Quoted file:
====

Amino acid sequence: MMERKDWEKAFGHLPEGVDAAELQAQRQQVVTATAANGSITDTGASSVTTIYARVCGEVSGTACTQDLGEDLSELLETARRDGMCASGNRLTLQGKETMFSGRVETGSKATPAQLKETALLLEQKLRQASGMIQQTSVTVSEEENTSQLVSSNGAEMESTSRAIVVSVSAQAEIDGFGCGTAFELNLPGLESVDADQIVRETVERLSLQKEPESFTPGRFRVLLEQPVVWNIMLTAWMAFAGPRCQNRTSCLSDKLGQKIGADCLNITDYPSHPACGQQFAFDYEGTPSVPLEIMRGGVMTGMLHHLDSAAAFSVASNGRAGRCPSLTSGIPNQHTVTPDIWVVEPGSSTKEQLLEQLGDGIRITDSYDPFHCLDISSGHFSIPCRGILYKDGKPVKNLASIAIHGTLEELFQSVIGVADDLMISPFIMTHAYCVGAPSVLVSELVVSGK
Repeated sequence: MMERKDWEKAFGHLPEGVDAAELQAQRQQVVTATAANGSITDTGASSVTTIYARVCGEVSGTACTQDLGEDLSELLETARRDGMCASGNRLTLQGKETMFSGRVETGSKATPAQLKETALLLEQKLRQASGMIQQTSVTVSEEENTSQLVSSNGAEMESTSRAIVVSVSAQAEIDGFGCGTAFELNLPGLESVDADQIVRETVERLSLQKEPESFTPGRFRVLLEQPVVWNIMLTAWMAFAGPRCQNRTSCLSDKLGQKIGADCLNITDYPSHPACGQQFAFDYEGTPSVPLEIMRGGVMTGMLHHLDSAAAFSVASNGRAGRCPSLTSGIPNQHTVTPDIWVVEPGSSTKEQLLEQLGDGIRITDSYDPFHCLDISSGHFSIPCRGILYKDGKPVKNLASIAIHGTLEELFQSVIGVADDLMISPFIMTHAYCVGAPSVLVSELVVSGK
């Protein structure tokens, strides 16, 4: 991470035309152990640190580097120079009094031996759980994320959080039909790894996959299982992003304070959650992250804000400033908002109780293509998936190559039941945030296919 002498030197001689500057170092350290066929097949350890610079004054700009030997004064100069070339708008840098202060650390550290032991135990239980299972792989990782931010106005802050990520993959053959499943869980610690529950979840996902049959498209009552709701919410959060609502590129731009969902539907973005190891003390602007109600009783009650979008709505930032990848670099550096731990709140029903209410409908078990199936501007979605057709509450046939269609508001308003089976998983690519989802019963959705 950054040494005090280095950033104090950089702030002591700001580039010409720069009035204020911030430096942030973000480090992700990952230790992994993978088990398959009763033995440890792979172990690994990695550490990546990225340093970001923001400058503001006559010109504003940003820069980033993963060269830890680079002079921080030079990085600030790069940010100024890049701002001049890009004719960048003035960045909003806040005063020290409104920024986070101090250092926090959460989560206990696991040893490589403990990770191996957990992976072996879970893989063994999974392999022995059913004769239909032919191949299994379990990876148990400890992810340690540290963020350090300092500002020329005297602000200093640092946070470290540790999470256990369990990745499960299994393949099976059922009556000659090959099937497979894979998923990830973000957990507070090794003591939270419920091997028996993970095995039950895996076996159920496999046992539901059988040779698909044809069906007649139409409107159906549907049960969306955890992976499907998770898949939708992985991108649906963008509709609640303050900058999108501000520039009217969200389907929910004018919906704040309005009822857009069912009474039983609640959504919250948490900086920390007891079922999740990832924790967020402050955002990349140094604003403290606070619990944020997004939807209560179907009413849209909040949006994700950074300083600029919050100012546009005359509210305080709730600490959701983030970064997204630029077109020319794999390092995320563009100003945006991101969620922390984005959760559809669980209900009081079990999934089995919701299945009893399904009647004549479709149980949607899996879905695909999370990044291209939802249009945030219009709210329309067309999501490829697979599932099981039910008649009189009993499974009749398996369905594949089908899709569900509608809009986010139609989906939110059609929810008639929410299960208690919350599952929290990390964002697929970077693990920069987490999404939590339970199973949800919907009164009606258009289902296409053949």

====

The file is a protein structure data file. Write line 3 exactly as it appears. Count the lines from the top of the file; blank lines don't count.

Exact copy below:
């Protein structure tokens, strides 16, 4: 991470035309152990640190580097120079009094031996759980994320959080039909790894996959299982992003304070959650992250804000400033908002109780293509998936190559039941945030296919 002498030197001689500057170092350290066929097949350890610079004054700009030997004064100069070339708008840098202060650390550290032991135990239980299972792989990782931010106005802050990520993959053959499943869980610690529950979840996902049959498209009552709701919410959060609502590129731009969902539907973005190891003390602007109600009783009650979008709505930032990848670099550096731990709140029903209410409908078990199936501007979605057709509450046939269609508001308003089976998983690519989802019963959705 950054040494005090280095950033104090950089702030002591700001580039010409720069009035204020911030430096942030973000480090992700990952230790992994993978088990398959009763033995440890792979172990690994990695550490990546990225340093970001923001400058503001006559010109504003940003820069980033993963060269830890680079002079921080030079990085600030790069940010100024890049701002001049890009004719960048003035960045909003806040005063020290409104920024986070101090250092926090959460989560206990696991040893490589403990990770191996957990992976072996879970893989063994999974392999022995059913004769239909032919191949299994379990990876148990400890992810340690540290963020350090300092500002020329005297602000200093640092946070470290540790999470256990369990990745499960299994393949099976059922009556000659090959099937497979894979998923990830973000957990507070090794003591939270419920091997028996993970095995039950895996076996159920496999046992539901059988040779698909044809069906007649139409409107159906549907049960969306955890992976499907998770898949939708992985991108649906963008509709609640303050900058999108501000520039009217969200389907929910004018919906704040309005009822857009069912009474039983609640959504919250948490900086920390007891079922999740990832924790967020402050955002990349140094604003403290606070619990944020997004939807209560179907009413849209909040949006994700950074300083600029919050100012546009005359509210305080709730600490959701983030970064997204630029077109020319794999390092995320563009100003945006991101969620922390984005959760559809669980209900009081079990999934089995919701299945009893399904009647004549479709149980949607899996879905695909999370990044291209939802249009945030219009709210329309067309999501490829697979599932099981039910008649009189009993499974009749398996369905594949089908899709569900509608809009986010139609989906939110059609929810008639929410299960208690919350599952929290990390964002697929970077693990920069987490999404939590339970199973949800919907009164009606258009289902296409053949």